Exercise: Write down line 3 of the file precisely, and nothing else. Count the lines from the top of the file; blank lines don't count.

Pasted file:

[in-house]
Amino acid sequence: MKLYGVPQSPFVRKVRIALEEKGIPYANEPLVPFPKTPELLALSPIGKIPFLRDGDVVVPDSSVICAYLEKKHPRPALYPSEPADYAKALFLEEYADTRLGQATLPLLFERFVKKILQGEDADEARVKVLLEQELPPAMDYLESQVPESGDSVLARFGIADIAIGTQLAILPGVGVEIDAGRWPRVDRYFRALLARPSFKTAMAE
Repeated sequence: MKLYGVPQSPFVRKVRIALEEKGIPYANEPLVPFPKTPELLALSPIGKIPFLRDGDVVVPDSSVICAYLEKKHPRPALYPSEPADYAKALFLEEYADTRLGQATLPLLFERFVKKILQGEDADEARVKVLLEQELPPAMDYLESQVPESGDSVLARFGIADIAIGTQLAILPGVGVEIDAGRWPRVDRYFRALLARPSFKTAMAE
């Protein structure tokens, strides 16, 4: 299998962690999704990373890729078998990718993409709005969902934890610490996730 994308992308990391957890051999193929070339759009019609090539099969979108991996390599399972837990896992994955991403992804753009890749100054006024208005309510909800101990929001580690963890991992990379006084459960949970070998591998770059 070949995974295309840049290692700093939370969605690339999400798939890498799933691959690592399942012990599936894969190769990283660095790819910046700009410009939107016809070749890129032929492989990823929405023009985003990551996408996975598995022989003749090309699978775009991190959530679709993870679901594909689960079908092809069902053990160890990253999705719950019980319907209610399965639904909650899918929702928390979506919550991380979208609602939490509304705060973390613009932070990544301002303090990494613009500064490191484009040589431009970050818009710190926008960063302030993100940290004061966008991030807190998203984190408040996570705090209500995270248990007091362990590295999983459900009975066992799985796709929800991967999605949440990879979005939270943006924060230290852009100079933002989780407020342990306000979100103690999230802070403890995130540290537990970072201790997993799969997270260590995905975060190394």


Repeated sequence: MKLYGVPQSPFVRKVRIALEEKGIPYANEPLVPFPKTPELLALSPIGKIPFLRDGDVVVPDSSVICAYLEKKHPRPALYPSEPADYAKALFLEEYADTRLGQATLPLLFERFVKKILQGEDADEARVKVLLEQELPPAMDYLESQVPESGDSVLARFGIADIAIGTQLAILPGVGVEIDAGRWPRVDRYFRALLARPSFKTAMAE